April 3 (UPI) -- According to a new study, Japan's snow monkeys use the spa just like humans do, to stay warm and relieve stress.
Outside of humans, Japanese macaques, Macaca fuscata, are the northernmost primate species. With the help of a longer, thicker winter coat of fur, the snow monkeys have adapted to Japan's frigid winters.
In addition to their thick fur, macaques also rely on hot springs to stay warm. Snow monkeys were first spotted getting the spa treatment in 1963. A young female snow monkey was spotted bathing in the outdoor hot spring of a nearby hotel. Other monkeys quickly caught on.
Today, the macaques living in Jigokudani Monkey Park in Nagan have a group of hot spring baths all to themselves.
Though it's known that snow monkeys frequent the hot springs more often during winter months, the physiological benefits of regular bathing hadn't been documented until now.
The latest survey of Japanese macaques' bathing habits -- published this week in the journal Primates -- showed females bathe more frequently during the especially cold weeks.
In addition to documenting their bathing patterns, researchers also collected and analyzed fecal samples. Concentrations of the metabolite fecal glucocorticoid, fGC, served as a proxy for stress levels in each monkey.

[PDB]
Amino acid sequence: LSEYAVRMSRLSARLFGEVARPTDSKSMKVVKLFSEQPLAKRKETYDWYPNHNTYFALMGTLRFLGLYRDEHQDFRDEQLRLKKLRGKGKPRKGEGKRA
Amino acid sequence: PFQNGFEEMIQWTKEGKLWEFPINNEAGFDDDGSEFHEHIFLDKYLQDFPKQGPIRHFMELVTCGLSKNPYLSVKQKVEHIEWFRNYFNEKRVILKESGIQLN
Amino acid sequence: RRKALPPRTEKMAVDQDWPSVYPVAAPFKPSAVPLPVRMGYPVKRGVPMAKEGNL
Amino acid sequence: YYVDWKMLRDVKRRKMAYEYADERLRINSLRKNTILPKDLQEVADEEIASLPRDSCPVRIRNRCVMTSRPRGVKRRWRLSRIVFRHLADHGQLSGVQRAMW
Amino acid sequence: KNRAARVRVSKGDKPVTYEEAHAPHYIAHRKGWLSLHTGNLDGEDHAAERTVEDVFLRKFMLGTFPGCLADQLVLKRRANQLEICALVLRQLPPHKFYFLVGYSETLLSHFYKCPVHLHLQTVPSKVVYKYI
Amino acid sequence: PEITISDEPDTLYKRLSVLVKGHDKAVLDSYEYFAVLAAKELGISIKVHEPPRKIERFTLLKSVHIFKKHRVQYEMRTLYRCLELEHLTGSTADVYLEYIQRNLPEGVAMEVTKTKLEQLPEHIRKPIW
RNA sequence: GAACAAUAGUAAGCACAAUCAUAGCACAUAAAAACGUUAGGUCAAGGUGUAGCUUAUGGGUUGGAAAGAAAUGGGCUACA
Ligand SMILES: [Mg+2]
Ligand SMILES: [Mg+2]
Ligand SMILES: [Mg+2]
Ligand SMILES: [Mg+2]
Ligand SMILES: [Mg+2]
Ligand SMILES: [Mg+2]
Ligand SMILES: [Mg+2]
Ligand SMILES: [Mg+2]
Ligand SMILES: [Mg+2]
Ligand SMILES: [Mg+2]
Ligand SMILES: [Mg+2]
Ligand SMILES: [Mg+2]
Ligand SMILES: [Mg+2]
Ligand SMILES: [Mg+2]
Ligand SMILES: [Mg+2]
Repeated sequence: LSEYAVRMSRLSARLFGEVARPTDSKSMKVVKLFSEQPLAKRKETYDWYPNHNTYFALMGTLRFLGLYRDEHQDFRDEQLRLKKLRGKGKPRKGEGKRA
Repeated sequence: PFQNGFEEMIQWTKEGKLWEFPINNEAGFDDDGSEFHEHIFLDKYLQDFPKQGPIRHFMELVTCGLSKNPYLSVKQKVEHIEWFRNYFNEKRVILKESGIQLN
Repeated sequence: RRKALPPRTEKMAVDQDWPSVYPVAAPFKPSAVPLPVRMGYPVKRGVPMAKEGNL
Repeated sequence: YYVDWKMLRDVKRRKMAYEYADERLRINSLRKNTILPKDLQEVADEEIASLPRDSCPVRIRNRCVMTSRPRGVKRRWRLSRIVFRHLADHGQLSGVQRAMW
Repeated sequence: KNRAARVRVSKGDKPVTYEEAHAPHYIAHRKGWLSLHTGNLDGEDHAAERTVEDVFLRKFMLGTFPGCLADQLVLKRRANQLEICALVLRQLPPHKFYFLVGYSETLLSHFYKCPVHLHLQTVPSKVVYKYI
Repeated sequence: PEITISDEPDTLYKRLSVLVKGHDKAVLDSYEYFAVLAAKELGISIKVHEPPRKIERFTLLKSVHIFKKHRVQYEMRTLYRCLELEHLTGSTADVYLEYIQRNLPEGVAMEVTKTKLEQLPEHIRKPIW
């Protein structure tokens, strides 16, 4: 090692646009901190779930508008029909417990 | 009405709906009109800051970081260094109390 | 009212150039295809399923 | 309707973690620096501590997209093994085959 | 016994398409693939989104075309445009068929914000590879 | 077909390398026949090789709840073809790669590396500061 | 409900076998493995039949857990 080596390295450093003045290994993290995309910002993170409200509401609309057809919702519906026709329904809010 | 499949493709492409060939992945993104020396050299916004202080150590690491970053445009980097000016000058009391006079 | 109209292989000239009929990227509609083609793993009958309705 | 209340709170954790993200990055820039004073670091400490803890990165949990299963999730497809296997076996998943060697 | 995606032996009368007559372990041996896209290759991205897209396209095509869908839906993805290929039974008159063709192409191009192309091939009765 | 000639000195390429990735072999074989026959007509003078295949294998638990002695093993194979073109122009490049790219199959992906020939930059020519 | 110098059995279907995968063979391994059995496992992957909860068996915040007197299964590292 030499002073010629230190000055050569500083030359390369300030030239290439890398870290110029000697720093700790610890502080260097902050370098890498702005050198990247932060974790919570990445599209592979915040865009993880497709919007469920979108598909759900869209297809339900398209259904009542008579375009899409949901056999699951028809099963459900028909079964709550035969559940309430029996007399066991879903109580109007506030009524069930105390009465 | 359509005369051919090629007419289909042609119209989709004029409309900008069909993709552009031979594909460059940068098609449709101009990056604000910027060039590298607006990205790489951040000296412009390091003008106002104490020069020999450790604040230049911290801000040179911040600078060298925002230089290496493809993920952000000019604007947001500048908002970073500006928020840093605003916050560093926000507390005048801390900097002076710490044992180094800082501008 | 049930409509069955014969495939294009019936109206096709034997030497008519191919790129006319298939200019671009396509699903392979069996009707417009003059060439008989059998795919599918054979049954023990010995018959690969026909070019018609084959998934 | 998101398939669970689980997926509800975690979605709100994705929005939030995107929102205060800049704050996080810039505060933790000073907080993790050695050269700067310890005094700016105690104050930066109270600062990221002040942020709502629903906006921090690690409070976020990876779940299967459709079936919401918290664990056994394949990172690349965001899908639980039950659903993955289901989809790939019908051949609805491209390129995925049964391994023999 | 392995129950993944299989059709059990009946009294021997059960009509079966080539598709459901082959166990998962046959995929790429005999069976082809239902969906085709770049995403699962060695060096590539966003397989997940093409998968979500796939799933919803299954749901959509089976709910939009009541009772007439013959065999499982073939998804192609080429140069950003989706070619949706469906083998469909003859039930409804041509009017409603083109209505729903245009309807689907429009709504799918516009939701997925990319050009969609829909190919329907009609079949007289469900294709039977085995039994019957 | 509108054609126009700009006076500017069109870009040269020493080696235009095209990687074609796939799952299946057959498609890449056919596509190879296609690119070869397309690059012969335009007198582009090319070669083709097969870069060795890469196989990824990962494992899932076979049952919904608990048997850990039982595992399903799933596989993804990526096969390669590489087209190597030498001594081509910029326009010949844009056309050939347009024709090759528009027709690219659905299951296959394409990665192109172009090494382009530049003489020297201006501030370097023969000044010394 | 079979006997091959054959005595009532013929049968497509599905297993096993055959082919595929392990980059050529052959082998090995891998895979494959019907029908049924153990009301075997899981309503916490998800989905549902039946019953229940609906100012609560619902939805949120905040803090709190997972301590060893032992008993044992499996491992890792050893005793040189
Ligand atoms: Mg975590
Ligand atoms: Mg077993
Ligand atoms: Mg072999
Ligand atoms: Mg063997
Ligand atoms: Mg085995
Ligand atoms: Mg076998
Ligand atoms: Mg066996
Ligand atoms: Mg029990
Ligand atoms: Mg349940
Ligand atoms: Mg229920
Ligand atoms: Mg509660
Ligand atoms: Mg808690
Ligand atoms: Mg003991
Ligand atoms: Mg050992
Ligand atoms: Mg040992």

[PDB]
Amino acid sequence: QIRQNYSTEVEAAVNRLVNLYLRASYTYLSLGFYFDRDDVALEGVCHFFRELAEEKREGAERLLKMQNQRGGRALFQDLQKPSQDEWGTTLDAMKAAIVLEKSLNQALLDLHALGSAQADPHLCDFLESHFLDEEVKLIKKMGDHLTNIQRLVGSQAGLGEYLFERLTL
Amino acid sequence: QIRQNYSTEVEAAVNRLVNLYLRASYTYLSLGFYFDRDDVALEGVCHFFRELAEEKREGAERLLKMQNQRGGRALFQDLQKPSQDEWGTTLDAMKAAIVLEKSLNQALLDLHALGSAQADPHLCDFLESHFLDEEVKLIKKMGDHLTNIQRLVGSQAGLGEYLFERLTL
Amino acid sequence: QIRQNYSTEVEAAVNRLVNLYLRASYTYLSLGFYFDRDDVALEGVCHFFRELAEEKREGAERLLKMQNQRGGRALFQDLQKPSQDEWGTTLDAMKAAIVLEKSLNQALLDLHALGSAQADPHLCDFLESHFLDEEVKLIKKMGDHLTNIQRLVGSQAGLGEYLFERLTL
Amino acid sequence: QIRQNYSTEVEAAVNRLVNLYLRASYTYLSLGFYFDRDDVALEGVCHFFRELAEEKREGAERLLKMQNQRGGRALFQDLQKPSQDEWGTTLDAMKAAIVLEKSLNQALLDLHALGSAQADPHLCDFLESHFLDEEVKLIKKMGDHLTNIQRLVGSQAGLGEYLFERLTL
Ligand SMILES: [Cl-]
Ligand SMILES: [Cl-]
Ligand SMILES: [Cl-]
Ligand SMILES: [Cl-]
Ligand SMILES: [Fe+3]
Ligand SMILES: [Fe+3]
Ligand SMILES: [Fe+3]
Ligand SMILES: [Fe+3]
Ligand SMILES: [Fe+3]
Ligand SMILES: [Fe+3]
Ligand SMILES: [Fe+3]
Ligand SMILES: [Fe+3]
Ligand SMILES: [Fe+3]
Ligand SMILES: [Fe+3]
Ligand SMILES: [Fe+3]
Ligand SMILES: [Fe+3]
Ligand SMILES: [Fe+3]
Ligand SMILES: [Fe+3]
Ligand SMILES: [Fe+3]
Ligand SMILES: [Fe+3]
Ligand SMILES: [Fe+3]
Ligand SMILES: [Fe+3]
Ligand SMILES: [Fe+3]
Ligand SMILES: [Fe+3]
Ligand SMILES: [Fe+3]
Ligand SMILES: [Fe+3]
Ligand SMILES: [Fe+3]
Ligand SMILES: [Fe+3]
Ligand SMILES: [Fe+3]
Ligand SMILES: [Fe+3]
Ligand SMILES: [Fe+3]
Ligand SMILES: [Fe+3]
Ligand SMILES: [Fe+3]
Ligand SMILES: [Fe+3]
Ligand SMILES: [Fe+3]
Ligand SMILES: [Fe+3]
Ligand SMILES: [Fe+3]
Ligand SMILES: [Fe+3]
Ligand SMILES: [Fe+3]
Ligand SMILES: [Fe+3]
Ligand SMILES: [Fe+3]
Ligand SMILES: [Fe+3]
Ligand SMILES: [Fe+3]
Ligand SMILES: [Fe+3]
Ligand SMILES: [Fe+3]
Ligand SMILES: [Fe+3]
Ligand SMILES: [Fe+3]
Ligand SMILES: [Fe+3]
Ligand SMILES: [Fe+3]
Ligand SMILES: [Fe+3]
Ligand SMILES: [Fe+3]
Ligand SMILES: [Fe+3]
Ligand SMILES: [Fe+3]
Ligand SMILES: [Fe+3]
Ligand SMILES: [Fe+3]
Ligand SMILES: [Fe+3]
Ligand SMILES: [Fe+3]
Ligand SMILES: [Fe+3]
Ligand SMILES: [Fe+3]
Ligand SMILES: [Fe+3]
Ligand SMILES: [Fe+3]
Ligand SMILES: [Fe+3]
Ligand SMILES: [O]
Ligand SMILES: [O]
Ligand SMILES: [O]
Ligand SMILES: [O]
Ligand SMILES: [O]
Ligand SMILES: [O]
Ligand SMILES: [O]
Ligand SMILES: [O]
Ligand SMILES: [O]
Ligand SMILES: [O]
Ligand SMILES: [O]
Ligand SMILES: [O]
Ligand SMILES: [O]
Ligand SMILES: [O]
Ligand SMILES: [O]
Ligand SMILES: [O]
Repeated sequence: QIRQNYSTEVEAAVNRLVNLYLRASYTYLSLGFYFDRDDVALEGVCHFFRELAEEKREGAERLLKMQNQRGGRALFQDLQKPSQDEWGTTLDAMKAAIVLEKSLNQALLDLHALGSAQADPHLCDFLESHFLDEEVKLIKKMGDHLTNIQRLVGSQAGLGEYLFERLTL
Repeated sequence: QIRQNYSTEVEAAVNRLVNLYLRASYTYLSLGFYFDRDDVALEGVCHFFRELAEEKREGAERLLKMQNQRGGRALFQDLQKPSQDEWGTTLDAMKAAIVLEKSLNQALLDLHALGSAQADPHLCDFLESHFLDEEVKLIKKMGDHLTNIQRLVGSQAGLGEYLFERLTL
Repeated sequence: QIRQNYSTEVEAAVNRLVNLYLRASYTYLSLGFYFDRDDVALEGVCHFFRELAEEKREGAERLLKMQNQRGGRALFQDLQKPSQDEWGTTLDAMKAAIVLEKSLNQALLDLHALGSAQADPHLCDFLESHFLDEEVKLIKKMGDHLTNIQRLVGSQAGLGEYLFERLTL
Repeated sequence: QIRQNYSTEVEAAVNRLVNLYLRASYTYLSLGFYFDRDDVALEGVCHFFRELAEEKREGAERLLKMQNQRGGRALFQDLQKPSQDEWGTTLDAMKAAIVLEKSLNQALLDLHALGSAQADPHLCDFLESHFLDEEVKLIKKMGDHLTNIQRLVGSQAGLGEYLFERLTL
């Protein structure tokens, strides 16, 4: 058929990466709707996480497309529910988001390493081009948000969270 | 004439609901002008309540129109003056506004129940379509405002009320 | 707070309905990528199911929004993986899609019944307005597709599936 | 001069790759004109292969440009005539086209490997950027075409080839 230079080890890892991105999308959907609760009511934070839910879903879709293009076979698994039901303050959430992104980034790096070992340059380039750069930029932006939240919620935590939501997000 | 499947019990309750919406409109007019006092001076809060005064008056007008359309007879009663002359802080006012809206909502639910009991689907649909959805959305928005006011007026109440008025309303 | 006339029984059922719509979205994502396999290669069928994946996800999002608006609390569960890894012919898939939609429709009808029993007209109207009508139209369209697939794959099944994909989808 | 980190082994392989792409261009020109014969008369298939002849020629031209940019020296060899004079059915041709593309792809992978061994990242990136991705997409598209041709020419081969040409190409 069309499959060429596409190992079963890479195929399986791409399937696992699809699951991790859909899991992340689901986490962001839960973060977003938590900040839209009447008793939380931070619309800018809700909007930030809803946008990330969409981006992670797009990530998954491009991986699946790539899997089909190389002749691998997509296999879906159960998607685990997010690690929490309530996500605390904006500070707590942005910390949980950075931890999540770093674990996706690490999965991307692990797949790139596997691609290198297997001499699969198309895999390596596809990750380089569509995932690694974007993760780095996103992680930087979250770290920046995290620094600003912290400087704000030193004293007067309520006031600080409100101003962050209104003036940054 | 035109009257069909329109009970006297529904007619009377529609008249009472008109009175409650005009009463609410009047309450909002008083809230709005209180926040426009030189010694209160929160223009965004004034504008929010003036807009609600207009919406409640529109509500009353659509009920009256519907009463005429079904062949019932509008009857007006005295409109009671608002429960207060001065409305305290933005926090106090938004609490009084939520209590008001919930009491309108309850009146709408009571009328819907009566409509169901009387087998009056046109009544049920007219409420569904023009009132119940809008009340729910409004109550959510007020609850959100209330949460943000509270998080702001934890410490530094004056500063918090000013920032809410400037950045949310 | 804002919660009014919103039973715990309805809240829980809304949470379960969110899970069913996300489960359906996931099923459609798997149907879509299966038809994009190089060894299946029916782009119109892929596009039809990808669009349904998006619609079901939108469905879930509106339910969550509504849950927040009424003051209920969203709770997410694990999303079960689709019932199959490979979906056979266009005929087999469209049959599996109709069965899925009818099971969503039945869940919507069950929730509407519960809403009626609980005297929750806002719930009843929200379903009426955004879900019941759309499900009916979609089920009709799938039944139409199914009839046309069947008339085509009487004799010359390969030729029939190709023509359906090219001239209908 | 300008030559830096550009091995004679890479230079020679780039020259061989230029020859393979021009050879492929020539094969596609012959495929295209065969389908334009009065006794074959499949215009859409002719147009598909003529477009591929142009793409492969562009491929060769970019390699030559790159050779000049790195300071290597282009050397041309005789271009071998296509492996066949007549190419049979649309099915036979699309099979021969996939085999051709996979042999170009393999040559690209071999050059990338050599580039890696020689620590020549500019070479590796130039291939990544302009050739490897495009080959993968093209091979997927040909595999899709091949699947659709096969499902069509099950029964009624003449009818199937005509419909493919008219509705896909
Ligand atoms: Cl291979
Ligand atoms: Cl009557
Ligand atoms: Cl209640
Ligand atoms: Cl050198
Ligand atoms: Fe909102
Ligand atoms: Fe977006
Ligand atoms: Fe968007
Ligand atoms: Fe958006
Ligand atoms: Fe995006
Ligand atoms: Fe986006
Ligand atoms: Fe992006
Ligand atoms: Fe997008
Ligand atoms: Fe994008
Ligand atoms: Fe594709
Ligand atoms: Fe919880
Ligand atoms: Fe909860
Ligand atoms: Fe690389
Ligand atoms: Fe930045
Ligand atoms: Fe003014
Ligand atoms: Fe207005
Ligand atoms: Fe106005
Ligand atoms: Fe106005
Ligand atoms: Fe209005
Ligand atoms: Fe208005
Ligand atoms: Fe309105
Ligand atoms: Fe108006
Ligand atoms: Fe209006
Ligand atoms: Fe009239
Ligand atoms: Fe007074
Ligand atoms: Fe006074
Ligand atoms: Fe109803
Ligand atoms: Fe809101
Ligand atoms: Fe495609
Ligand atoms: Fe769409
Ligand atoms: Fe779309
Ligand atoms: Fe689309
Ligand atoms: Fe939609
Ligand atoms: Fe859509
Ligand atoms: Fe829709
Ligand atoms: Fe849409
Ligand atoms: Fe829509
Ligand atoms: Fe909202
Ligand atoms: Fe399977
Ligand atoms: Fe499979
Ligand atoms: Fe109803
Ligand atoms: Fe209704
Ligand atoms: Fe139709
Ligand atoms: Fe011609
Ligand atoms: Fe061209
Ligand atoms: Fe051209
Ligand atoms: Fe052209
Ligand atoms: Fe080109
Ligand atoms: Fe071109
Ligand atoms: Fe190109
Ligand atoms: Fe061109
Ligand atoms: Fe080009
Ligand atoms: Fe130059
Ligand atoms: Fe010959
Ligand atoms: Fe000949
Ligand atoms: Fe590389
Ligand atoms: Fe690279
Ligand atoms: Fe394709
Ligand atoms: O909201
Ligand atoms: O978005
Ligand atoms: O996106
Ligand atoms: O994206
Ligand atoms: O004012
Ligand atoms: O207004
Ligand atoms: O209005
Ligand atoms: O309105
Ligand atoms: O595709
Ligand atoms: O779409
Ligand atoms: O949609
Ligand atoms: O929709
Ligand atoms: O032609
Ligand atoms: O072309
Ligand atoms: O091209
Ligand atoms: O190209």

Scientists found bathing was associated with lower stress levels, including the thermoregulatory stress caused by the energy expended to manage body temperature.
Observations showed monkeys with higher social status spent more time in the hot springs. These same monkeys were also involved in more confrontations and were prone to social aggression. Maintaining one's position atop the social hierarchy is demanding and stressful. To cope, high status snow monkeys make extra trips to the hot springs.
"This indicates that, as in humans, the hot spring has a stress-reducing effect in snow monkeys," Rafaela Takeshita, a researcher at Kyoto University, said in a news release. "This unique habit of hot spring bathing by snow monkeys illustrates how behavioral flexibility can help counter cold-climate stress, with likely implications for reproduction and survival."